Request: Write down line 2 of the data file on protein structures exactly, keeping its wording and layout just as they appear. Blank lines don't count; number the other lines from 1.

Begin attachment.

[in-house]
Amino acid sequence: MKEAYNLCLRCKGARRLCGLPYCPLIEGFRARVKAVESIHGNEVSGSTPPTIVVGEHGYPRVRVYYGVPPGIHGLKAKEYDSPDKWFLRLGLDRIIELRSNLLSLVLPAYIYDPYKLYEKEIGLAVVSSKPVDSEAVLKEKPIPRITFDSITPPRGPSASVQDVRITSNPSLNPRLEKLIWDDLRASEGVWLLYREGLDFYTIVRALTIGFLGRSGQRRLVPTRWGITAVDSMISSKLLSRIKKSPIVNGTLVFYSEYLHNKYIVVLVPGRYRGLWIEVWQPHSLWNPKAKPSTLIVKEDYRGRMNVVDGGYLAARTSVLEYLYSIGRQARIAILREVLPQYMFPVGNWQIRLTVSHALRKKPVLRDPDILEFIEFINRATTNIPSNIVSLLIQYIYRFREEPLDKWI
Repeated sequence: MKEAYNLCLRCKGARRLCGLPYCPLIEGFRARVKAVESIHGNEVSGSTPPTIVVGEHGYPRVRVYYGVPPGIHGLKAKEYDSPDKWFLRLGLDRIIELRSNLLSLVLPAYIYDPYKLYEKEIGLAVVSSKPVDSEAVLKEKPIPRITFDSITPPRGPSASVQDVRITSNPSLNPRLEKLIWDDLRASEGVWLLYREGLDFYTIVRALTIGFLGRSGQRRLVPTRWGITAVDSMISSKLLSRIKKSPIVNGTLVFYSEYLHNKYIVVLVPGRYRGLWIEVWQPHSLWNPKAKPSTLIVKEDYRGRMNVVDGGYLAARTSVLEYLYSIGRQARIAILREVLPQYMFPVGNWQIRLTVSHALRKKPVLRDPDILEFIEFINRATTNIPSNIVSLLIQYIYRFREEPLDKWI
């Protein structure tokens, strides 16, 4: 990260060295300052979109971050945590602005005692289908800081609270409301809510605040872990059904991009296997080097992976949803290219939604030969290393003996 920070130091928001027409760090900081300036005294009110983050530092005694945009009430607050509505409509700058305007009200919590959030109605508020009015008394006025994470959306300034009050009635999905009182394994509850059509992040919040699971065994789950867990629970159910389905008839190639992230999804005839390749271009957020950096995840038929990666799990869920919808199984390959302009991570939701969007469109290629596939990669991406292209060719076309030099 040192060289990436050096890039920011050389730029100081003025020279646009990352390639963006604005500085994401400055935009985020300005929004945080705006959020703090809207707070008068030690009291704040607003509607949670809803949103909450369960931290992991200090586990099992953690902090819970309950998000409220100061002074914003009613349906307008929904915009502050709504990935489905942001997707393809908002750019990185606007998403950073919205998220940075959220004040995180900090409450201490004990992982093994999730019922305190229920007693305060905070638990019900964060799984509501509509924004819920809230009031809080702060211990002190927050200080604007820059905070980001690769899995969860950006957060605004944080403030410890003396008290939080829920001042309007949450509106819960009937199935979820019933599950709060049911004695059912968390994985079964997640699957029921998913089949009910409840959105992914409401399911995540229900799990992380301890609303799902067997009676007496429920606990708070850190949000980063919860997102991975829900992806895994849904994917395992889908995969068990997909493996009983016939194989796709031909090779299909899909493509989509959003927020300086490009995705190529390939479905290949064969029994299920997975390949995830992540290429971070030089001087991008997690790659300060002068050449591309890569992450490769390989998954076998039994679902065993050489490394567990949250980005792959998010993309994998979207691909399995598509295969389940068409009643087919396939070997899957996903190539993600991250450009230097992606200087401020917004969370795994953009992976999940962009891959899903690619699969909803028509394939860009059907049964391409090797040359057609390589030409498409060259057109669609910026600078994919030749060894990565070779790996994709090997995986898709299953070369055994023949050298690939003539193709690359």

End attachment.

Amino acid sequence: MKEAYNLCLRCKGARRLCGLPYCPLIEGFRARVKAVESIHGNEVSGSTPPTIVVGEHGYPRVRVYYGVPPGIHGLKAKEYDSPDKWFLRLGLDRIIELRSNLLSLVLPAYIYDPYKLYEKEIGLAVVSSKPVDSEAVLKEKPIPRITFDSITPPRGPSASVQDVRITSNPSLNPRLEKLIWDDLRASEGVWLLYREGLDFYTIVRALTIGFLGRSGQRRLVPTRWGITAVDSMISSKLLSRIKKSPIVNGTLVFYSEYLHNKYIVVLVPGRYRGLWIEVWQPHSLWNPKAKPSTLIVKEDYRGRMNVVDGGYLAARTSVLEYLYSIGRQARIAILREVLPQYMFPVGNWQIRLTVSHALRKKPVLRDPDILEFIEFINRATTNIPSNIVSLLIQYIYRFREEPLDKWI